Furthermore, you’re essentially adopting the simplistic notion that dropping down in weight always being beneficial for fighters. What you’re ignoring is, even if Cormier were to overcome his condition and drop down, he’d be giving up the speed, mobility and unique athleticism that make him stand out in the heavyweight division. Not to mention, he’d be competing in a far better division where his chances of being the champion are significantly smaller.
Please boss, while nobody has earned the right to express their opinion more than you, you’d be a bit better served to stick to the business side of the sport.
Jeremy Lambert: I think it’s something deep inside you Dana. Let’s be honest, you’re not the slimmest guy in the world right now. Dan Henderson and others are constantly making fun of your weight. You’re tried to mask the fact that you’re getting bigger by joking about it, but I think it bothers you that you can’t drop some pounds.
I just think you’re looking out for some of these guys. You don’t want to see Roy Nelson and others balloon up like you have and reach the point where they simply can’t lose the weight, so you’re encouraging them to drop the weight now. It’s a commendable effort, but you have to let these guys live their life Dana. I’m sure it upsets you when Henderson calls you “fatso” so just imagine how these fighters feel when you’re constantly begging them to drop weight.
“How interested are you in me?” — UFC 147
Samer Kadi: There was a time when Wanderlei Silva destroying a Japanese can was worth the price of admission alone, as watching arguably the most violent man the sport has ever seen in action was a can’t-miss prospect. Unfortunately, these days are long gone. The nostalgia effect of watching “The Axe Murderer” compete is undeniable, but that by itself is hardly worth the $60.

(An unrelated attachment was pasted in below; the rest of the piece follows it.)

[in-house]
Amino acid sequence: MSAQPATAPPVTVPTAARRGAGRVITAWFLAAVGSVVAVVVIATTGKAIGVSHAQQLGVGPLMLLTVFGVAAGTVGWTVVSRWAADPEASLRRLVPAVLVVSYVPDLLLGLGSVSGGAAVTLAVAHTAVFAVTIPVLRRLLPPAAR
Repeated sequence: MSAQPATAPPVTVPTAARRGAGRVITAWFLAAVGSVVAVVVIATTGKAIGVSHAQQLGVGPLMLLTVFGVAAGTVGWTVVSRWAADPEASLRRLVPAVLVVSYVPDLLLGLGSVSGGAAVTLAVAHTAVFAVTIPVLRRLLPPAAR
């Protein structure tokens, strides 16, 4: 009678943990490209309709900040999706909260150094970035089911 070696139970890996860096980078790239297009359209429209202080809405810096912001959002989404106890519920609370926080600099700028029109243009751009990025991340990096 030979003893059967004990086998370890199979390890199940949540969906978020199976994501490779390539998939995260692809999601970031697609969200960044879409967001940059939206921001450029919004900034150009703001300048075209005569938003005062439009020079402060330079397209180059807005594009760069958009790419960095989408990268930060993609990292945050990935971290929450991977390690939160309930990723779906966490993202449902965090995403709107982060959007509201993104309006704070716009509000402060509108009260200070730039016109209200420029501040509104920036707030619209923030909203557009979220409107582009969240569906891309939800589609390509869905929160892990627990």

Don’t feel too bad, UFC 147, as you were a stacked card at one point, headlined by Anderson Silva’s rematch with Chael Sonnen and co-headlined by Wanderlei Silva’s fifteen years in the making second tussle with Vitor Belfor. Unfortunately, you’re now left with a far less appealing rematch, pitting the former PRIDE legend against Rich Franklin. And while there isn’t much wrong with that fight, it simply cannot carry a PPV, especially one whose undercard is filled with TUF Brazil competitors.
Jeremy Lambert: Who are you? Stop spamming my inbox.
“Anderson Silva is a fraud who is already faking injuries to get out of another 25-minute beating. I dare you to tell me why I won’t beat a hole in his head, spit on his legacy, and take what is rightfully mine.” — Chael Sonnen
Samer Kadi: Honestly Chael, as much as it pains me to admit, I couldn’t vehemently disagree with you. I think you have a real chance of doing just that. Anderson Silva’s takedown defense has never been anything to write home about. In fact, it is fundamentally poor. You were able to exploit that in your first encounter, and rib injury or not, that bodes well for your chances in the rematch. Your aggression and ability to cover distance with your shot made Silva uncomfortable on the feet, and he wasn’t able to open up with the same fluidity, accuracy, and deadliness that we’re used to seeing from him. Moreover, Anderson Silva isn’t getting any younger. His takedown defense is not magically going to improve at this stage in his career, and injuries haven’t been kind to him as of late, making a decline all but inevitable.